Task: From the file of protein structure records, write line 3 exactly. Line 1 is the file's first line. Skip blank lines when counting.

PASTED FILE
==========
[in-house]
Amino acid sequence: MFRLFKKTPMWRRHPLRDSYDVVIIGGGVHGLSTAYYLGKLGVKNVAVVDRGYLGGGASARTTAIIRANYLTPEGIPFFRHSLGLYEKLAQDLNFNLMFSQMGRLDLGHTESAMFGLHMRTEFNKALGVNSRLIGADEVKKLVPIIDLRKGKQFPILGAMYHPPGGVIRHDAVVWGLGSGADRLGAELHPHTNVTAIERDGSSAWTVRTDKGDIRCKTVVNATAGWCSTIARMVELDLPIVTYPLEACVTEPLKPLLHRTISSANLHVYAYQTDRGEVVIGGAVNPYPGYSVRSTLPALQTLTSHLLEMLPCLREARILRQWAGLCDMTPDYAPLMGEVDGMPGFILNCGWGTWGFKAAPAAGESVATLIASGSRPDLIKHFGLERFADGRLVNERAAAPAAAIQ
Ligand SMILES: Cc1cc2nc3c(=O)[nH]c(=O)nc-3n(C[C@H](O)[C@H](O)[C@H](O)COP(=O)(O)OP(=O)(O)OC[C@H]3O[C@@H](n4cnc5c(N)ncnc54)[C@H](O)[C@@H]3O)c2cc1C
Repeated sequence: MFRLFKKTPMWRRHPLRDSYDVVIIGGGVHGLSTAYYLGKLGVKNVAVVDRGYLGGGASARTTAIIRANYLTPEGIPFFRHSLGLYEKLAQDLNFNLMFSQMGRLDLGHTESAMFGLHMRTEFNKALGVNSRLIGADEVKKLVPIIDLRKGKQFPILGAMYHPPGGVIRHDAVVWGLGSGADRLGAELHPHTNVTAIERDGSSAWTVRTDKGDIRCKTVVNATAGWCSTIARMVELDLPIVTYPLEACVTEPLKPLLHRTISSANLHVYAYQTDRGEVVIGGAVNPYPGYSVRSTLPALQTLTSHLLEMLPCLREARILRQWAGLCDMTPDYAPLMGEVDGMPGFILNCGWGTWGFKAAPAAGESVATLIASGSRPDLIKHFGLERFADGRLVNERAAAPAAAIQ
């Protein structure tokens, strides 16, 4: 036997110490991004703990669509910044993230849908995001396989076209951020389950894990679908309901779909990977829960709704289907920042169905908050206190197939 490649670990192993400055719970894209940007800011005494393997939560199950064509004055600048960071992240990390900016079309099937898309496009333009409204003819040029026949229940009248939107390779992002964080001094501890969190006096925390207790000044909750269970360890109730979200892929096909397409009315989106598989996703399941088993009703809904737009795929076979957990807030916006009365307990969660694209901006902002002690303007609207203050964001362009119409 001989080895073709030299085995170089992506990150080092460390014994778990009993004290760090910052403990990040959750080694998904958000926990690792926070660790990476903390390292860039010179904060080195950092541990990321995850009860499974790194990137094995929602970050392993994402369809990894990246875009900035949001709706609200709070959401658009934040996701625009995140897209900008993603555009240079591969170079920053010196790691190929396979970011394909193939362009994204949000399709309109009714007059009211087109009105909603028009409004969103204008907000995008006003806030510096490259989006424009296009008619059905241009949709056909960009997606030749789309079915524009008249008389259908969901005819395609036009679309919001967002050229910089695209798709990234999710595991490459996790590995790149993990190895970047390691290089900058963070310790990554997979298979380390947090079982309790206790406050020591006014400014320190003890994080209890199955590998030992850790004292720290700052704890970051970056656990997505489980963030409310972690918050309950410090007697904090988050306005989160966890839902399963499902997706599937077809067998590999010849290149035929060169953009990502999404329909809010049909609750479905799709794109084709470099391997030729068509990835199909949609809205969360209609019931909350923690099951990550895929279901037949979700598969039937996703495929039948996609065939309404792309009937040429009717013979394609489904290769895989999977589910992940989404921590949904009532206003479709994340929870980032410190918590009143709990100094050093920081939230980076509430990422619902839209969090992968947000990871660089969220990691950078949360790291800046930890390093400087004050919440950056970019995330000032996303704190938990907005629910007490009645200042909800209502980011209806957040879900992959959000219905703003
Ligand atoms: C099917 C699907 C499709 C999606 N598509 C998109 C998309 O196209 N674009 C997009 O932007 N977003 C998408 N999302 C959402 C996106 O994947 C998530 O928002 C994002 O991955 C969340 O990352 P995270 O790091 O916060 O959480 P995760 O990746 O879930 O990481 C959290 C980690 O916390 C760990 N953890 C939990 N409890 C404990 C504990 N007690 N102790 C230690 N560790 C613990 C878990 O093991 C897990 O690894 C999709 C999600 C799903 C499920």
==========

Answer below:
Ligand SMILES: Cc1cc2nc3c(=O)[nH]c(=O)nc-3n(C[C@H](O)[C@H](O)[C@H](O)COP(=O)(O)OP(=O)(O)OC[C@H]3O[C@@H](n4cnc5c(N)ncnc54)[C@H](O)[C@@H]3O)c2cc1C